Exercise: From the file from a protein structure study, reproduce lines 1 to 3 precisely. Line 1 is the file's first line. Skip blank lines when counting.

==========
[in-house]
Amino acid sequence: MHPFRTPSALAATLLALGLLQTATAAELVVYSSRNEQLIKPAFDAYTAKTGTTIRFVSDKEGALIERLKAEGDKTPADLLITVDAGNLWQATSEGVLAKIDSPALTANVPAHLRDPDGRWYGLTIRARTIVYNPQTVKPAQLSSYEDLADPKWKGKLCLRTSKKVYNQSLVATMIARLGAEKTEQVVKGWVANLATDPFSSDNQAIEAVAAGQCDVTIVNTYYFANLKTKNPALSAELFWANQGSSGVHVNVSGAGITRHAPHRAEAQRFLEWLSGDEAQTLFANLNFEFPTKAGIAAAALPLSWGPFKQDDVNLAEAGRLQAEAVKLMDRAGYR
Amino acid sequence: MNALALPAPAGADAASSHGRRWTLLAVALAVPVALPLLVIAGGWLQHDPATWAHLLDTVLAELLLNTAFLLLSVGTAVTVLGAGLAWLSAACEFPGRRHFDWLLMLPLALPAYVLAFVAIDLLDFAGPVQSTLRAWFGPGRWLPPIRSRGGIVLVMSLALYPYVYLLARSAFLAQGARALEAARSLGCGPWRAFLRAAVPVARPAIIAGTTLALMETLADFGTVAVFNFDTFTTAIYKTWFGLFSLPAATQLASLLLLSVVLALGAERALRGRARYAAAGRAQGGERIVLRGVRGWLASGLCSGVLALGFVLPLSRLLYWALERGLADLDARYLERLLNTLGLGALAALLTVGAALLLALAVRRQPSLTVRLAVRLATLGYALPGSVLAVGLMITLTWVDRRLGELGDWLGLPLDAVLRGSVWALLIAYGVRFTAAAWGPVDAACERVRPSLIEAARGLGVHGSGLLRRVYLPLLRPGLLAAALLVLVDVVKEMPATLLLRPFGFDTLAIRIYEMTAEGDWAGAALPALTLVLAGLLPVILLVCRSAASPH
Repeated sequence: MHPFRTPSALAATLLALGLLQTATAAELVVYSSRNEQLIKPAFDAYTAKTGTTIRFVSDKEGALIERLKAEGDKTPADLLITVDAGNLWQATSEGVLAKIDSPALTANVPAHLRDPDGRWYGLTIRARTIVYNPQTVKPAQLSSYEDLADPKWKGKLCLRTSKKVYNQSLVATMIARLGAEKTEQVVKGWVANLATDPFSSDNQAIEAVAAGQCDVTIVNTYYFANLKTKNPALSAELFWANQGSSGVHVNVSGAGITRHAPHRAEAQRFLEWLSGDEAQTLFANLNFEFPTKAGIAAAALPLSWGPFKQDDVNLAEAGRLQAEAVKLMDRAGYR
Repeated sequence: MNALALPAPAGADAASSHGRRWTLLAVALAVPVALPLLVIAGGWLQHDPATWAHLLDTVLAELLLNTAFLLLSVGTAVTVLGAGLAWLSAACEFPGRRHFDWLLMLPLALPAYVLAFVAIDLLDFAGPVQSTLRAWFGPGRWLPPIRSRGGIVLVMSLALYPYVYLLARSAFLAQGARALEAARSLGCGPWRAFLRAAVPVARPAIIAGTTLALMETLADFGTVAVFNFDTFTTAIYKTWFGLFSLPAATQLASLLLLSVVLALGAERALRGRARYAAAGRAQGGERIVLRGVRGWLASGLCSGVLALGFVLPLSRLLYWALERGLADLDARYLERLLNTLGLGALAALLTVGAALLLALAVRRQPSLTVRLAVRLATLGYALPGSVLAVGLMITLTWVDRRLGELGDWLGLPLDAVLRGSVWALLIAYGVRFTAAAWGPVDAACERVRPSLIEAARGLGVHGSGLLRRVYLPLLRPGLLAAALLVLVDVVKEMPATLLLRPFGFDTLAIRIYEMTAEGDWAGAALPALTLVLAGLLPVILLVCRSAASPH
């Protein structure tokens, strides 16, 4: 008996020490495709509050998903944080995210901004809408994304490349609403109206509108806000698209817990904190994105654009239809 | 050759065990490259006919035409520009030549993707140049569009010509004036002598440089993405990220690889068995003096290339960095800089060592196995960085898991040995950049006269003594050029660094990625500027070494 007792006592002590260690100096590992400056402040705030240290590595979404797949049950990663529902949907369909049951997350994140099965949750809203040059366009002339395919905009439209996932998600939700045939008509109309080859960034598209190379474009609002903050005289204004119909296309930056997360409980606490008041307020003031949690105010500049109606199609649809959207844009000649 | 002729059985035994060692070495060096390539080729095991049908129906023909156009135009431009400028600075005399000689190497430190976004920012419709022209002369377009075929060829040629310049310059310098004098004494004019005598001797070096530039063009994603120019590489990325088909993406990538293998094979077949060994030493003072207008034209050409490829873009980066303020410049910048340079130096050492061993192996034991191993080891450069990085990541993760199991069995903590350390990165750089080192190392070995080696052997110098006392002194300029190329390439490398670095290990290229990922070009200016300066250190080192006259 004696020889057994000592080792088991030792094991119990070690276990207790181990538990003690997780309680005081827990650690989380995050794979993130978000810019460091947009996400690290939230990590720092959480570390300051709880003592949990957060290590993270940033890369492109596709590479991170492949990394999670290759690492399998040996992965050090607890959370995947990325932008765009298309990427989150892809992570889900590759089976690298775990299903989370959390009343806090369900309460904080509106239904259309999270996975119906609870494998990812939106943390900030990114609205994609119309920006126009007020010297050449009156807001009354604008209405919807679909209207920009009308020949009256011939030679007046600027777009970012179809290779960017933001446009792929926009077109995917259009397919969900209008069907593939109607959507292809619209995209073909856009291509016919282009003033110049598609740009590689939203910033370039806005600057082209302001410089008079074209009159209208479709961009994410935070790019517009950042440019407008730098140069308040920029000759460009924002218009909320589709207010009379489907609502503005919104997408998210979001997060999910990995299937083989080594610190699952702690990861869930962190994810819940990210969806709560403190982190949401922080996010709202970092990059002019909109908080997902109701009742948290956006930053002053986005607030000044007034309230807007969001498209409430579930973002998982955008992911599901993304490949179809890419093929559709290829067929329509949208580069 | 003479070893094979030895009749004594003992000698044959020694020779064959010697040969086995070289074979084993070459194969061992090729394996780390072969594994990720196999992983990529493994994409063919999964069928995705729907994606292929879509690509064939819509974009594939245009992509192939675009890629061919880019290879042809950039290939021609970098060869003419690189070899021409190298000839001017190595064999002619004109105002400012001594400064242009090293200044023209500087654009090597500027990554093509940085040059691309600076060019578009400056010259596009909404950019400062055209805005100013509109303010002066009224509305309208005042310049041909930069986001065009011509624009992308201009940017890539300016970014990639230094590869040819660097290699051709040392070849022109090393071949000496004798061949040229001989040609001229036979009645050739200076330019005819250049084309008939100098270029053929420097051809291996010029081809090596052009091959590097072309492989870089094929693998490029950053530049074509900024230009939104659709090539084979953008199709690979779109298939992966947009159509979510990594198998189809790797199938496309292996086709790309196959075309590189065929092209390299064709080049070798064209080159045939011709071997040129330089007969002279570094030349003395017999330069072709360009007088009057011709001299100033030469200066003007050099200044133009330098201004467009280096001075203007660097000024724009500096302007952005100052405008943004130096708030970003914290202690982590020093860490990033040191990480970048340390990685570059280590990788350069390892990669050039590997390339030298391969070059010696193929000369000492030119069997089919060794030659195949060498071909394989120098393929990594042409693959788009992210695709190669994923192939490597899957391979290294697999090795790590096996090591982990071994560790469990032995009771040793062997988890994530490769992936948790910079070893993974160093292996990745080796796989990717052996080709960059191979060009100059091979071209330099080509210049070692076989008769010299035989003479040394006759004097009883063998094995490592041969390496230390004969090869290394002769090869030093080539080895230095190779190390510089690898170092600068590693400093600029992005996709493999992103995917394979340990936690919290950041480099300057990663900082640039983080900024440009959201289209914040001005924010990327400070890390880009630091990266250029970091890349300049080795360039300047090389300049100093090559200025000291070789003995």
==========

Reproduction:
[in-house]
Amino acid sequence: MHPFRTPSALAATLLALGLLQTATAAELVVYSSRNEQLIKPAFDAYTAKTGTTIRFVSDKEGALIERLKAEGDKTPADLLITVDAGNLWQATSEGVLAKIDSPALTANVPAHLRDPDGRWYGLTIRARTIVYNPQTVKPAQLSSYEDLADPKWKGKLCLRTSKKVYNQSLVATMIARLGAEKTEQVVKGWVANLATDPFSSDNQAIEAVAAGQCDVTIVNTYYFANLKTKNPALSAELFWANQGSSGVHVNVSGAGITRHAPHRAEAQRFLEWLSGDEAQTLFANLNFEFPTKAGIAAAALPLSWGPFKQDDVNLAEAGRLQAEAVKLMDRAGYR
Amino acid sequence: MNALALPAPAGADAASSHGRRWTLLAVALAVPVALPLLVIAGGWLQHDPATWAHLLDTVLAELLLNTAFLLLSVGTAVTVLGAGLAWLSAACEFPGRRHFDWLLMLPLALPAYVLAFVAIDLLDFAGPVQSTLRAWFGPGRWLPPIRSRGGIVLVMSLALYPYVYLLARSAFLAQGARALEAARSLGCGPWRAFLRAAVPVARPAIIAGTTLALMETLADFGTVAVFNFDTFTTAIYKTWFGLFSLPAATQLASLLLLSVVLALGAERALRGRARYAAAGRAQGGERIVLRGVRGWLASGLCSGVLALGFVLPLSRLLYWALERGLADLDARYLERLLNTLGLGALAALLTVGAALLLALAVRRQPSLTVRLAVRLATLGYALPGSVLAVGLMITLTWVDRRLGELGDWLGLPLDAVLRGSVWALLIAYGVRFTAAAWGPVDAACERVRPSLIEAARGLGVHGSGLLRRVYLPLLRPGLLAAALLVLVDVVKEMPATLLLRPFGFDTLAIRIYEMTAEGDWAGAALPALTLVLAGLLPVILLVCRSAASPH